Systematic review: Pelvic floor muscle training for functional bowel symptoms in inflammatory bowel disease
AuthorKhera, AJ; Chase, JW; Salzberg, M; Thompson, AJ; Kamm, MA
Source TitleJGH Open
Medicine and Radiology
Document TypeJournal Article
CitationsKhera, A. J., Chase, J. W., Salzberg, M., Thompson, A. J. & Kamm, M. A. (2019). Systematic review: Pelvic floor muscle training for functional bowel symptoms in inflammatory bowel disease. JGH OPEN, 3 (6), pp.494-507. https://doi.org/10.1002/jgh3.12207.
Access StatusOpen Access
Background and Aim: Large bowel functional symptoms are common in patients with inflammatory bowel disease (IBD) who are in disease remission. The efficacy of pelvic floor muscle training for symptoms of evacuation difficulty or fecal incontinence is well established in patients without organic bowel disease but is unknown in these patients. This study aimed to systematically evaluate the published evidence in this group of patients. Methods: A systematic review was conducted of articles evaluating pelvic floor muscle training, with or without biofeedback, to improve bowel function in patients with quiescent IBD, including those with an ileoanal pouch. The outcome of interest was improved bowel function measured by bowel diary, patient report, or validated questionnaire in randomized controlled studies, cohort studies, or case series. Results: Two randomized controlled trials, four retrospective case series, and one prospective study met eligibility criteria. Pelvic floor muscle training for patients with quiescent IBD improved symptoms in 51 of 76 (68%) patients with evacuation difficulty and 20 of 25 (80%) patients with fecal incontinence. Pelvic floor muscle training for patients with an ileoanal pouch, prior to stoma closure, did not appear to reduce the risk or severity of fecal incontinence following stoma closure. Studies were limited by small numbers, study design, methodological quality, and lack of long-term follow-up. Conclusion: Pelvic floor muscle training appears to be of therapeutic value in some patients with quiescent IBD and evacuation difficulty or fecal incontinence. The effectiveness of this approach warrants further investigation.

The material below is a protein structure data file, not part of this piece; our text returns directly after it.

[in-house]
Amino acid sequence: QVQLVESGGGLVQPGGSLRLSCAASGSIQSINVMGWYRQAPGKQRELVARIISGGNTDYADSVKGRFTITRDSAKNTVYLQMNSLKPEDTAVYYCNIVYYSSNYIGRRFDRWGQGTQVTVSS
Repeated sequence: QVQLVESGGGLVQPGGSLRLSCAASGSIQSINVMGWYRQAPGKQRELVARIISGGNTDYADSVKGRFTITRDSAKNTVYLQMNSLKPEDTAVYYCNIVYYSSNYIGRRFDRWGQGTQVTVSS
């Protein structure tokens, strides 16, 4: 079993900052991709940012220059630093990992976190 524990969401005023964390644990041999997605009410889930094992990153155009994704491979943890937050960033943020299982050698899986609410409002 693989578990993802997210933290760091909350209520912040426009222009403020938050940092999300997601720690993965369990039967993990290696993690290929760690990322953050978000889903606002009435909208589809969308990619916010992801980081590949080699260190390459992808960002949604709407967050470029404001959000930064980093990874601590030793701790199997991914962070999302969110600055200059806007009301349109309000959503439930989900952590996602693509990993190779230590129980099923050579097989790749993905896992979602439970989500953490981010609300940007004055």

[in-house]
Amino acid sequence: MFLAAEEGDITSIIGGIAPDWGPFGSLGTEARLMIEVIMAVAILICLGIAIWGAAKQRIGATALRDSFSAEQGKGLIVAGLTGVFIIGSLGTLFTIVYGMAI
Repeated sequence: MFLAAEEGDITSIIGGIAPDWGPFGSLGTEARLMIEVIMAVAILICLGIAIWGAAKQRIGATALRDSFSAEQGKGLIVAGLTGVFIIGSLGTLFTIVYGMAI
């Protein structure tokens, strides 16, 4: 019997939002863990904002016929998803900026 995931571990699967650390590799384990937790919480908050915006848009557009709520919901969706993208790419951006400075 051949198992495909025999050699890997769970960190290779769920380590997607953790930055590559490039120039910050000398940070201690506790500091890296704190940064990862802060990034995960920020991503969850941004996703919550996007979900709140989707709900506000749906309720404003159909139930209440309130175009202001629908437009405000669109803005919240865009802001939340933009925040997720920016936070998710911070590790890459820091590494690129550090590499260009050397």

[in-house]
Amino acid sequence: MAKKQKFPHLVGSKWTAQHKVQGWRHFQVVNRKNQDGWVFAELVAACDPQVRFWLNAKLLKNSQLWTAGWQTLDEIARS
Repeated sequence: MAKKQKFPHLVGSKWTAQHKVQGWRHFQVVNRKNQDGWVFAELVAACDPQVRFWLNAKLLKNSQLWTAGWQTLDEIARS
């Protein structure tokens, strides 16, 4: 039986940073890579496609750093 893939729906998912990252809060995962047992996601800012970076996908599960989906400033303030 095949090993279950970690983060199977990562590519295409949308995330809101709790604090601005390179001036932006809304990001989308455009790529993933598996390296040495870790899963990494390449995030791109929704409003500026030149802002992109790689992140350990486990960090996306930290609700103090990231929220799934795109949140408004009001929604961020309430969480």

- Click on "Export Reference in RIS Format" and choose "open with... Endnote".
- Click on "Export Reference in RIS Format". Login to Refworks, go to References => Import References